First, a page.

While English law allows the parties to negotiations to keep their cards very close to their chest, without imposing any duty to disclose matters to the counterparty (outside the realm of insurance contracts), it does require the parties to say only things that they could reasonably believe to be correct.

Damages for misrepresentation

A claimant can recover damages both for fraudulent and negligent misrepresentation. There is no difference in the measure of damages that can be awarded for a true fraudulent misrepresentation, and a negligent one under Section 2(1) of the Misrepresentation Act 1967. The tortious measure applies, and seeks to put the claimant in the position they would have been in if they had not entered into the contract. So, where the buyer is induced to enter into a share purchase agreement by fraudulent or negligent misrepresentation, damages will reflect the difference between the consideration paid for the shares, and their true value on completion. Both in claims for fraud and under Section 2(1), the claimant benefits from the ordinary rules of remoteness or foreseeability of damages not applying (with the Misrepresentation Act 1967 applying the so-called fiction of fraud to negligent misstatements when it comes to assessing damages).

In Smith New Court Securities Limited v Scrimgeour Vickers (Asset Management) Limited [1996] 4 All ER 769), the sellers' misrepresentations led to an inflated price being agreed by one of several competing buyers. Sometime after the acquisition, the value of the buyer's shares plummeted further due to an unconnected fraud for which the sellers were blameless. The buyer then sold the shares, and sought to claim the difference between the proceeds of the resale (further diminished by the second fraud) and what it had originally paid for it. The House of Lords confirmed that the buyer was entitled to damages for all the losses that it had suffered as a consequence of having been induced to enter into the transaction by the sellers' misrepresentations, whether such consequences were foreseeable or not. Damages therefore included the full reduction in the value of the shares, plus wasted expenses that the buyer had incurred as a result of the contract and its aftermath.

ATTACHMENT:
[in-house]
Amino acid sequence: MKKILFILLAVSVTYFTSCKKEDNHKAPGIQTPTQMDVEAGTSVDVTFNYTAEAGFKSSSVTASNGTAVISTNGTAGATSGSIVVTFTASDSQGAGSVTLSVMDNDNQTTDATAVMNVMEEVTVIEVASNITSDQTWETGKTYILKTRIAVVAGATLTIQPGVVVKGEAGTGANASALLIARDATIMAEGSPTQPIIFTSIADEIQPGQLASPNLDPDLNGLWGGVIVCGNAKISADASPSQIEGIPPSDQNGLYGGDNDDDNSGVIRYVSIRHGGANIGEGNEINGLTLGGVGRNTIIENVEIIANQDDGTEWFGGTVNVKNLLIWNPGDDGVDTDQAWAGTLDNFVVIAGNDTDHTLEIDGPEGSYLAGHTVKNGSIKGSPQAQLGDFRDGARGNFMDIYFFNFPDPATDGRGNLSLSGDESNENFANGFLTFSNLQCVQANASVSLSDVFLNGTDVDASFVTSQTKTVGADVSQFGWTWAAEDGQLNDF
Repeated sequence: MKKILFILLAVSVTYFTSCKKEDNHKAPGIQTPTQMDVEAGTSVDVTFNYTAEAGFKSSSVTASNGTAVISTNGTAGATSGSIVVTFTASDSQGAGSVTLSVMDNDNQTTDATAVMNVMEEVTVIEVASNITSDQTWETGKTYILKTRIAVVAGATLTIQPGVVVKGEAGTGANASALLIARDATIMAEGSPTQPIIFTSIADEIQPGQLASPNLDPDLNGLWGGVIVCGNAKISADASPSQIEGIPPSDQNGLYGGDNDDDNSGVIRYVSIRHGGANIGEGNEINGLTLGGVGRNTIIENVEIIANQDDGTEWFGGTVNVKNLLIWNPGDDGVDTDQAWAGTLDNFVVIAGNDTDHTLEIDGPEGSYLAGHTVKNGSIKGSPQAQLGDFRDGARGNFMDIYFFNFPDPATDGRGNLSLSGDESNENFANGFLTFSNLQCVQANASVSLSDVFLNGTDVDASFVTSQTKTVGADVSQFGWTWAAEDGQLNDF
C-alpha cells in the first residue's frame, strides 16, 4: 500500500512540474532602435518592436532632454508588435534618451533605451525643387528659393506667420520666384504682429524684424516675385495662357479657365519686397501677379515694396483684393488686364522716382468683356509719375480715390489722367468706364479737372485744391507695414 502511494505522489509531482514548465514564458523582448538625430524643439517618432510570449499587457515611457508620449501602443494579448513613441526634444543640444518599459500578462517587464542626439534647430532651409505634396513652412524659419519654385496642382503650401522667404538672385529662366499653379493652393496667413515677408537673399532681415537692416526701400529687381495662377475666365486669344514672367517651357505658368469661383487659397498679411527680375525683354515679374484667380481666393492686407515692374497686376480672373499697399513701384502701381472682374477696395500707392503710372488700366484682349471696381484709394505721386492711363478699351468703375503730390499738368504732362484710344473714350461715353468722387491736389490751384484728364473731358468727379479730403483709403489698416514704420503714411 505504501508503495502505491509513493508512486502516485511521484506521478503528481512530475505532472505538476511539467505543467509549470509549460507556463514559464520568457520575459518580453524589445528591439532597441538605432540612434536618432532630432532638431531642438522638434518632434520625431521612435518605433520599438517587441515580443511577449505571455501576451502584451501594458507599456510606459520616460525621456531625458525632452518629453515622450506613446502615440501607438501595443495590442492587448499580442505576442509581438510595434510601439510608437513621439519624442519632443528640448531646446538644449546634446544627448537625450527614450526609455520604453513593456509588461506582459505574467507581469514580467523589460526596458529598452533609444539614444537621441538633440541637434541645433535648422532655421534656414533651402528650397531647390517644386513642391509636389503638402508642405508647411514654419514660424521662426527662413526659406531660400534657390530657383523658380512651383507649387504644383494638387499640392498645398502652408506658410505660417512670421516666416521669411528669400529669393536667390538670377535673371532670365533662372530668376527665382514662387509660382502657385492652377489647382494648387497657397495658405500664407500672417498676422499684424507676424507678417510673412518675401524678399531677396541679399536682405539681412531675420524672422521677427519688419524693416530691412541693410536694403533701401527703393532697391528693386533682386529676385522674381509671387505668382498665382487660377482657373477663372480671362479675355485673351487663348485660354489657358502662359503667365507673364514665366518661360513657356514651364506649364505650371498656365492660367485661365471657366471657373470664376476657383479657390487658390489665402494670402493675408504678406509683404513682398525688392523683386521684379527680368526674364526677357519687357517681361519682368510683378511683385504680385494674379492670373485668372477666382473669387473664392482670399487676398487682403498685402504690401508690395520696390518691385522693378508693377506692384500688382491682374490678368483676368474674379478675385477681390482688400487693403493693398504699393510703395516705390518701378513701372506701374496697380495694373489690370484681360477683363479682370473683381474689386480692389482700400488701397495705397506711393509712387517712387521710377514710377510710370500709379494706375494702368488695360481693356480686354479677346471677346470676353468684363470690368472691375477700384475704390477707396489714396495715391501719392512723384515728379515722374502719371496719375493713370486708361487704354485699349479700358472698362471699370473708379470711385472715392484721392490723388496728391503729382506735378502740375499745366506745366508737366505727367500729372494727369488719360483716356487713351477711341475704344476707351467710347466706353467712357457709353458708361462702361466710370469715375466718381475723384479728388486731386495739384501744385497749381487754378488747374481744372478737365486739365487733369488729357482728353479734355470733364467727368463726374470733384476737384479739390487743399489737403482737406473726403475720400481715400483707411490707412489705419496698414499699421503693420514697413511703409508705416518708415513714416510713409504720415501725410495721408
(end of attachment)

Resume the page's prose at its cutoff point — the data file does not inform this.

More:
Even an innocent misrepresentation that leads a party to enter into a contract has legal consequences. One important remedy for misrepresentation, in addition to damages, is rescission - an equitable remedy that is discussed further below. Innocent misrepresentations still give rise to a right to rescind the contract for the other party, though they do not normally create a liability for damages.

Rescission for misrepresentation

Suppose the prospective buyer of a car is keen to ensure that it is brand new. The seller confirms that this is the case, and that the car has never been involved in an accident. If that proves untrue, the buyer may wish to unravel the contract, return the car and recover the price paid. This is precisely the result reached in Salt v Stratstone Specialist Ltd [2015] EWCA Civ 745, where rescission was ultimately granted. The buyer commenced proceedings soon after the car began to suffer from a series of defects: he had first sought to reject the car, but the seller was refusing to refund the price. Following disclosure in the litigation, the buyer eventually discovered that the car had not been brand new in the first place. He amended his claim to include misrepresentation, and sought rescission as a way of getting his money back.

At first instance, the Court found that the buyer was not entitled to rescind the agreement, and awarded damages as an alternative remedy. The buyer had paid £21,895 for the car. Damages were assessed at only £3,250, being the difference between what the car would have been worth if it had been brand new, and what it was actually. The Court of Appeal disagreed. Even though four years had passed since the buyer had bought the car, the buyer was not to blame for the delay since he could not reasonably have discovered that the car was not new. Once he had obtained the damning documents in disclosure, he had acted promptly to assert the claim for rescission. There was nothing stopping the car from being returned to the seller, and so the parties were returned to the position they were in prior to the contract.

Rescission is an equitable remedy, and the right to rescind can be lost in a number of ways. Affirming the contract in knowledge of the full facts is one, because the claimant treating the subject matter of the agreement as his own is inconsistent with unravelling the contract. A buyer of shares who, having discovered that the misrepresentation, sells the shares in an attempt to cut his losses is therefore likely permanently to lose the right to rescind - although damages in lieu of rescission could still be awarded. Delay can also preclude rescission. Whereas the buyer in Salt v Stratstone could still rescind the contract four years on, the claimant in a famous case concerning a painting alleged to have been 'by Constable' could not undo the transaction after five years (Leaf v International Galleries [1950] 2 KB 86).